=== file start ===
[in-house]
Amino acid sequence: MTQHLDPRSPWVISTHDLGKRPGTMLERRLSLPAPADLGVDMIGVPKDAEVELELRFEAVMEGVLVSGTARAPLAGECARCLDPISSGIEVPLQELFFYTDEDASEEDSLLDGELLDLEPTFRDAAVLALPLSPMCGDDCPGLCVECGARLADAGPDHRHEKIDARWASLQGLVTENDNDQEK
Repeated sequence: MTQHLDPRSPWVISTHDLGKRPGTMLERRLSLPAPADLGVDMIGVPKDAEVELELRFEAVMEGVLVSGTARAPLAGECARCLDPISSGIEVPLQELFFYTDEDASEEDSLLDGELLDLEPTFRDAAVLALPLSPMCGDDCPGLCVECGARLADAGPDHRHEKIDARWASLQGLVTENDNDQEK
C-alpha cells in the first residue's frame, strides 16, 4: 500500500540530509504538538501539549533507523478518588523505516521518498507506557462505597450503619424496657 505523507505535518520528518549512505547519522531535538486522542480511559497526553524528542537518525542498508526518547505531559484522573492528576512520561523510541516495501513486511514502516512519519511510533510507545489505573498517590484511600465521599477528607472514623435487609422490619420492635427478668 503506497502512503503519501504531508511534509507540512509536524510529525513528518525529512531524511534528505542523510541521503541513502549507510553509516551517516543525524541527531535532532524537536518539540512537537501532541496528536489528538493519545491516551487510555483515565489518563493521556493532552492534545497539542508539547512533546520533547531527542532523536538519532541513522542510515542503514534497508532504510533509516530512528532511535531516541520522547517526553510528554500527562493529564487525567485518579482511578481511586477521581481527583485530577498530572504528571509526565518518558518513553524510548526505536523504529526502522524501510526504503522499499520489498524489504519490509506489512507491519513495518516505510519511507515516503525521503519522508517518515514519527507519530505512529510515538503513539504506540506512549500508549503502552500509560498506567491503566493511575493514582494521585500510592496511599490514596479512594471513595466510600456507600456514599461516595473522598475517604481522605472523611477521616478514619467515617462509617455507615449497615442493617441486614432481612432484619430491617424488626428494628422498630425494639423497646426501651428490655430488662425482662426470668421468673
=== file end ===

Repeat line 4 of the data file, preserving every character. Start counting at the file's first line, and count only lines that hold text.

C-alpha cells in the first residue's frame, strides 16, 4: 500500500540530509504538538501539549533507523478518588523505516521518498507506557462505597450503619424496657 505523507505535518520528518549512505547519522531535538486522542480511559497526553524528542537518525542498508526518547505531559484522573492528576512520561523510541516495501513486511514502516512519519511510533510507545489505573498517590484511600465521599477528607472514623435487609422490619420492635427478668 503506497502512503503519501504531508511534509507540512509536524510529525513528518525529512531524511534528505542523510541521503541513502549507510553509516551517516543525524541527531535532532524537536518539540512537537501532541496528536489528538493519545491516551487510555483515565489518563493521556493532552492534545497539542508539547512533546520533547531527542532523536538519532541513522542510515542503514534497508532504510533509516530512528532511535531516541520522547517526553510528554500527562493529564487525567485518579482511578481511586477521581481527583485530577498530572504528571509526565518518558518513553524510548526505536523504529526502522524501510526504503522499499520489498524489504519490509506489512507491519513495518516505510519511507515516503525521503519522508517518515514519527507519530505512529510515538503513539504506540506512549500508549503502552500509560498506567491503566493511575493514582494521585500510592496511599490514596479512594471513595466510600456507600456514599461516595473522598475517604481522605472523611477521616478514619467515617462509617455507615449497615442493617441486614432481612432484619430491617424488626428494628422498630425494639423497646426501651428490655430488662425482662426470668421468673